By Andrew Gregg
Election day is looming over us like a headstone the size of North America–soon we will march to the voting booths to decide not only the fate of our nation, but the future of marijuana’s legalization in California.
Chances are, if you’re a college student and old enough to vote, it’s likely that you’ll be voting yes on Proposition 64, which would legalize the recreational use of marijuana in California for adults age 21 and over.
There is no reason for marijuana to be illegal in the first place, and its prohibition is an affront to very idea of individual liberty. Our government imprisons people for the use and possession of a plant–one of those things that grows naturally out of the ground and has leaves–simply because, like alcohol, marijuana affects your mental state.
It’s true that people want to use marijuana to achieve a temporary and pleasurable altered state which comes at very little cost (healthwise) to them as consumers. Honestly, as far as recreational ways of achieving release from the pressures of everyday life go, marijuana is one of the more harmless routes they can take.
Over 30,000 Americans died in 2014 from alcohol related causes such as alcohol poisoning and cirrhosis (this number excludes causes like drunk driving and alcohol-fueled homicides), according to the Washington Post. Deaths resulting from drugs such as painkillers and heroin numbered over 28,000, the same article states. Marijuana related deaths? Still zero, apparently.
In fact, states that legalized medical marijuana actually saw a 25 percent decrease in deaths by painkiller overdoses, according to a 2014 article in the Journal of American Medical Association Internal Medicine.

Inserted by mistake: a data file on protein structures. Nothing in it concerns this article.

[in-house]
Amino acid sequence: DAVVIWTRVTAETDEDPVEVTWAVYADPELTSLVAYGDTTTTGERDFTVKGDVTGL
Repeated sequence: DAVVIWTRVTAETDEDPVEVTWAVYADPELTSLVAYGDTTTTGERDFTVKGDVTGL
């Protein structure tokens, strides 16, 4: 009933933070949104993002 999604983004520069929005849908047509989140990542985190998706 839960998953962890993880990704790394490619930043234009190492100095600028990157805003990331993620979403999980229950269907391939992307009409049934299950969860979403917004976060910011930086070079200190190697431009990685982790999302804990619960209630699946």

The most legitimate argument against marijuana legalization is that it would increase the number of potentially fatal car accidents. Colorado, which legalized marijuana in 2013, saw an increase in fatalities related to drugged driving, with 55 dying in 2013 and 79 dying in 2014, according to a Department of Public Safety report.
These numbers are absolutely tragic, but they are not a strong enough argument to justify the continued ban on marijuana. If fatal car crashes and health concerns are enough to justify the criminalization of a substance, we should be rushing to slap an embargo on alcohol.
We don’t, however, because prohibition is wrong for either substance. Common sense regulation and public education are, as always, the best routes to take.
So, what’s really behind the ban on Snoop Dogg’s favorite pastime? It’s the lobbying of special interest groups, according to Republic Report, a nonprofit organization.
And who has an interest in keeping marijuana illegal? Police unions, private prison corporations, alcohol companies, pharmaceutical corporations, and prison guard unions. In other words, anyone and everyone who can get rich off the drug war.
The truth is, regulating the legal sale and use of marijuana would be an economic bonanza for our state. Legalizing marijuana could bring in over $1 billion dollars a year in tax revenue, according to California’s Department of Finance. This is money that would benefit all of us, rather than private corporations.
People have a right to get drunk, and to use substances to kill pain. Marijuana is the safest method to achieve both of these goals. In light of the overwhelming evidence for marijuana’s safety, the economic benefits of legalizing it, and the gain in personal liberty, our decision should be clear.
We should vote yes on Proposition 64.